Sources in Rabbinic literature identify the mother-in-law/daughter-in-law relationship as one of considerable complexity and stress. Having been both a daughter-in-law, and more recently a mother-in-law, I would like to offer both camps a perspective on this peculiar tension.


A young bride enters her marriage starry-eyed, romantic, fully expecting to be the exclusive "woman" in her husband's life. Generally, she is young and a relative newcomer to her husband's world. Consequently, she is unsure of herself and insecure.

The young wife wants to please, to meet her husband's needs, forge a lasting bond, and build a good life together. She finds herself, however, at a great disadvantage. She discovers that she is competing with a woman who has, for better or for worse, nurtured, molded, and shaped her husband's life since his birth. In addition, when it comes to a perception of women, for the young groom his mother has been his role model.

The home of his upbringing, created by his mother, is the blueprint of his expectations. Implicit or explicit, there is in the marital discourse, the unverbalized statement of "my mother did it this way."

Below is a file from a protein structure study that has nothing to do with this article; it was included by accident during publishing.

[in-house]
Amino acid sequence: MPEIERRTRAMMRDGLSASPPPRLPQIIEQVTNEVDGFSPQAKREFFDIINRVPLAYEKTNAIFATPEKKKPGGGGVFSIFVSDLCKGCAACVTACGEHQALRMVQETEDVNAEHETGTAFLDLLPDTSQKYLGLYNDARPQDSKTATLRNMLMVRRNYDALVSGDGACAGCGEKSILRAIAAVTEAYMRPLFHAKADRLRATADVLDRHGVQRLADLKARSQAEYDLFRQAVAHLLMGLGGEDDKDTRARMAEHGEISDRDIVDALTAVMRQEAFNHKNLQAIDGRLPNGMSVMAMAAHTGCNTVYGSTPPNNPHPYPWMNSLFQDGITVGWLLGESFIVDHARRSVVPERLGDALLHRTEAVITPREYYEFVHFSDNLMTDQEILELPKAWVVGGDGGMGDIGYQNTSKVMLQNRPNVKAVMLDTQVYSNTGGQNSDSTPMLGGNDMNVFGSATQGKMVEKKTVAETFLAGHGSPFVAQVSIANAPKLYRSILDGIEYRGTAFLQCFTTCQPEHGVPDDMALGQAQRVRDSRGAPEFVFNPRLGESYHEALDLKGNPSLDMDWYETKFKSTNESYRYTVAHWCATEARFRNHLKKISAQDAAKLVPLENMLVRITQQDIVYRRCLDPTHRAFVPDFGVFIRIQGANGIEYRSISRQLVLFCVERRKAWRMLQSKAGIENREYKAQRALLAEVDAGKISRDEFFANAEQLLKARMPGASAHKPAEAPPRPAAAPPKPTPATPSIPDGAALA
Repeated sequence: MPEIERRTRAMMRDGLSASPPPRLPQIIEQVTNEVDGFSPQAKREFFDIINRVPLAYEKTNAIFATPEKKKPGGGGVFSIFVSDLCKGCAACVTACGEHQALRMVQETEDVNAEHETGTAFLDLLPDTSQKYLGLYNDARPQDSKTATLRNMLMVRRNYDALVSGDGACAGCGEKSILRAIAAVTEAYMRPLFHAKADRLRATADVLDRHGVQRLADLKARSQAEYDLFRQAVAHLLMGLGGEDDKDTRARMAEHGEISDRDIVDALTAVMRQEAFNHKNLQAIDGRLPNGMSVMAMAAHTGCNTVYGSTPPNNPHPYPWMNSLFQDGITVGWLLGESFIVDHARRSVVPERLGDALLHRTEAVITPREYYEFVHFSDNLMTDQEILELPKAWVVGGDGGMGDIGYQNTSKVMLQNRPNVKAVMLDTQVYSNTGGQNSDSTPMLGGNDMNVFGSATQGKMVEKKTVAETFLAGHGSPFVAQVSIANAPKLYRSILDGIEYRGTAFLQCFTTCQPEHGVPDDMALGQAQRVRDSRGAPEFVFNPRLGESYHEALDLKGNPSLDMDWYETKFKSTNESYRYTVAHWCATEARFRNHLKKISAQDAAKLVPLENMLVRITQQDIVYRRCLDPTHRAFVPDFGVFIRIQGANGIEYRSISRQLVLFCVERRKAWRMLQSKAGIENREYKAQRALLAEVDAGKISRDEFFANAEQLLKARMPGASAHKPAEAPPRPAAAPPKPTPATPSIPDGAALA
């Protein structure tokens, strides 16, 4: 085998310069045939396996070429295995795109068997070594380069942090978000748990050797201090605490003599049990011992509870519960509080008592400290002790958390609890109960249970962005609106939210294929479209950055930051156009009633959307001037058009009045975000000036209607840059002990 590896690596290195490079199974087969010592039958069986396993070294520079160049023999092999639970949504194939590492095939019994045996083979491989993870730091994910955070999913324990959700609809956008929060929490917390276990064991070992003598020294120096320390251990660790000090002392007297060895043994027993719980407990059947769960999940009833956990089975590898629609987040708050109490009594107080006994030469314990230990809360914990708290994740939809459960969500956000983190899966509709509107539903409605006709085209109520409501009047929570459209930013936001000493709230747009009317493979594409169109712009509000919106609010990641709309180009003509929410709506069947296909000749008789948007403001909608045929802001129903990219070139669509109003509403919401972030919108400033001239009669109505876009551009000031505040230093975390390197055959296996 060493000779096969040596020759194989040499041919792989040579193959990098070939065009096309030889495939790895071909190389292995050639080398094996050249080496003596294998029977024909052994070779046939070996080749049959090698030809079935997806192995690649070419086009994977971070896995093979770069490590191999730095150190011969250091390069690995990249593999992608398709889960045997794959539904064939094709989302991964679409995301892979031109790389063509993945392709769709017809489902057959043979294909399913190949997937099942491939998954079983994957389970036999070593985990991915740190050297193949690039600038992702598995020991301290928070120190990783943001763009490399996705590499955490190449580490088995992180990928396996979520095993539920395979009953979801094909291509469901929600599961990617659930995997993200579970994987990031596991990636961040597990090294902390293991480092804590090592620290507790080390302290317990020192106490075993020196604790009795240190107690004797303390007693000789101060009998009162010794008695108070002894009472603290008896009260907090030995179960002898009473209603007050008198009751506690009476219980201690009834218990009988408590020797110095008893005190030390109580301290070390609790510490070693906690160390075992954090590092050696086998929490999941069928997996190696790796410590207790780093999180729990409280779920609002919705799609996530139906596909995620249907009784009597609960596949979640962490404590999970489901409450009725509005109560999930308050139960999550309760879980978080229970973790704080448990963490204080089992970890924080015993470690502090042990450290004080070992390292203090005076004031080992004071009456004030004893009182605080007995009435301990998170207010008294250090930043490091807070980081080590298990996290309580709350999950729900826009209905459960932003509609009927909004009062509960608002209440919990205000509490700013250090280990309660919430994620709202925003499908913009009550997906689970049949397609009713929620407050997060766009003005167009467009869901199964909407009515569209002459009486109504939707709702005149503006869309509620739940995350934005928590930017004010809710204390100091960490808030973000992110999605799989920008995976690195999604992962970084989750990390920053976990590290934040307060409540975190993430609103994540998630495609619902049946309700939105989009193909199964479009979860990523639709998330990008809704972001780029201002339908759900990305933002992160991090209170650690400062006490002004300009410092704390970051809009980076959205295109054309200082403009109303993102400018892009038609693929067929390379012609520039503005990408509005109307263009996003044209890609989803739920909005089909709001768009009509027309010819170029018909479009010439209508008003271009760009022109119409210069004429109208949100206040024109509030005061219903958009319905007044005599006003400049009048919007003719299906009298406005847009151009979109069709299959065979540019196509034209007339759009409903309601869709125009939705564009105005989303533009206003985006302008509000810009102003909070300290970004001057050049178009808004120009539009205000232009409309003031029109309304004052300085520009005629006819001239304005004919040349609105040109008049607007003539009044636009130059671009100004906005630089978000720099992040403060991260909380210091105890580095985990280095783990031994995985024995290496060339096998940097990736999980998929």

This may apply to the state of housekeeping, meals, personal appearance, raising of children, etc. The expectation to adjust to things done differently is terribly threatening, no matter what the young wife's intentions.

Under the best of circumstances, for a newlywed, the mother in-law is a cloud hanging over her head.

Meanwhile, the young wife needs the constant reassurance that however differently she may do things that she is, nonetheless, worthy, competent, appreciated, and valued.